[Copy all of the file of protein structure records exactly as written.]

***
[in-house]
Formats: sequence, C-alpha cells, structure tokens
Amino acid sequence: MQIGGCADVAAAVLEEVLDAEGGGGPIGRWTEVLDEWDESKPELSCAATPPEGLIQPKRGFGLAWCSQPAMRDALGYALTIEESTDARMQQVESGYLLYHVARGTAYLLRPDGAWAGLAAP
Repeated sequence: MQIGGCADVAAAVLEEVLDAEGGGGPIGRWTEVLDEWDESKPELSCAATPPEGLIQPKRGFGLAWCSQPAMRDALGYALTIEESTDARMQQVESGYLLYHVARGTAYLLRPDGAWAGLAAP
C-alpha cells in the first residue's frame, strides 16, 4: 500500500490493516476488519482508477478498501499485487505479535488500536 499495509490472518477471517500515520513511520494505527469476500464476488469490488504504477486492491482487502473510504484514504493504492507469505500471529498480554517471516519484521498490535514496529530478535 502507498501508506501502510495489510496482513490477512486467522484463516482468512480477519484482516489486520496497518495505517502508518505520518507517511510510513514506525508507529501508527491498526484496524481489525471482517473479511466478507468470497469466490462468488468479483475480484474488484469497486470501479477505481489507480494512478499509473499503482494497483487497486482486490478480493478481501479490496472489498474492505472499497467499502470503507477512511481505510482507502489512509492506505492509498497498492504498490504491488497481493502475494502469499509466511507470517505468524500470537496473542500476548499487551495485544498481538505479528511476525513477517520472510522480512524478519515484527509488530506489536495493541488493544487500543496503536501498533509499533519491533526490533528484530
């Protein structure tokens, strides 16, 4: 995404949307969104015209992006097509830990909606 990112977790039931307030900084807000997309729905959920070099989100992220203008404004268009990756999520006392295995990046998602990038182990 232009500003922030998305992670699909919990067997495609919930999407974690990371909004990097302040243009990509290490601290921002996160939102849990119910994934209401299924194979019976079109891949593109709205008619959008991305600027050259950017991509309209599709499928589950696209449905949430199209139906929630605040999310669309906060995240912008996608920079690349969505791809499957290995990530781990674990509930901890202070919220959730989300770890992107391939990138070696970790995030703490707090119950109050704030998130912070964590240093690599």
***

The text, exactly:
[in-house]
Formats: sequence, C-alpha cells, structure tokens
Amino acid sequence: MQIGGCADVAAAVLEEVLDAEGGGGPIGRWTEVLDEWDESKPELSCAATPPEGLIQPKRGFGLAWCSQPAMRDALGYALTIEESTDARMQQVESGYLLYHVARGTAYLLRPDGAWAGLAAP
Repeated sequence: MQIGGCADVAAAVLEEVLDAEGGGGPIGRWTEVLDEWDESKPELSCAATPPEGLIQPKRGFGLAWCSQPAMRDALGYALTIEESTDARMQQVESGYLLYHVARGTAYLLRPDGAWAGLAAP
C-alpha cells in the first residue's frame, strides 16, 4: 500500500490493516476488519482508477478498501499485487505479535488500536 499495509490472518477471517500515520513511520494505527469476500464476488469490488504504477486492491482487502473510504484514504493504492507469505500471529498480554517471516519484521498490535514496529530478535 502507498501508506501502510495489510496482513490477512486467522484463516482468512480477519484482516489486520496497518495505517502508518505520518507517511510510513514506525508507529501508527491498526484496524481489525471482517473479511466478507468470497469466490462468488468479483475480484474488484469497486470501479477505481489507480494512478499509473499503482494497483487497486482486490478480493478481501479490496472489498474492505472499497467499502470503507477512511481505510482507502489512509492506505492509498497498492504498490504491488497481493502475494502469499509466511507470517505468524500470537496473542500476548499487551495485544498481538505479528511476525513477517520472510522480512524478519515484527509488530506489536495493541488493544487500543496503536501498533509499533519491533526490533528484530
């Protein structure tokens, strides 16, 4: 995404949307969104015209992006097509830990909606 990112977790039931307030900084807000997309729905959920070099989100992220203008404004268009990756999520006392295995990046998602990038182990 232009500003922030998305992670699909919990067997495609919930999407974690990371909004990097302040243009990509290490601290921002996160939102849990119910994934209401299924194979019976079109891949593109709205008619959008991305600027050259950017991509309209599709499928589950696209449905949430199209139906929630605040999310669309906060995240912008996608920079690349969505791809499957290995990530781990674990509930901890202070919220959730989300770890992107391939990138070696970790995030703490707090119950109050704030998130912070964590240093690599």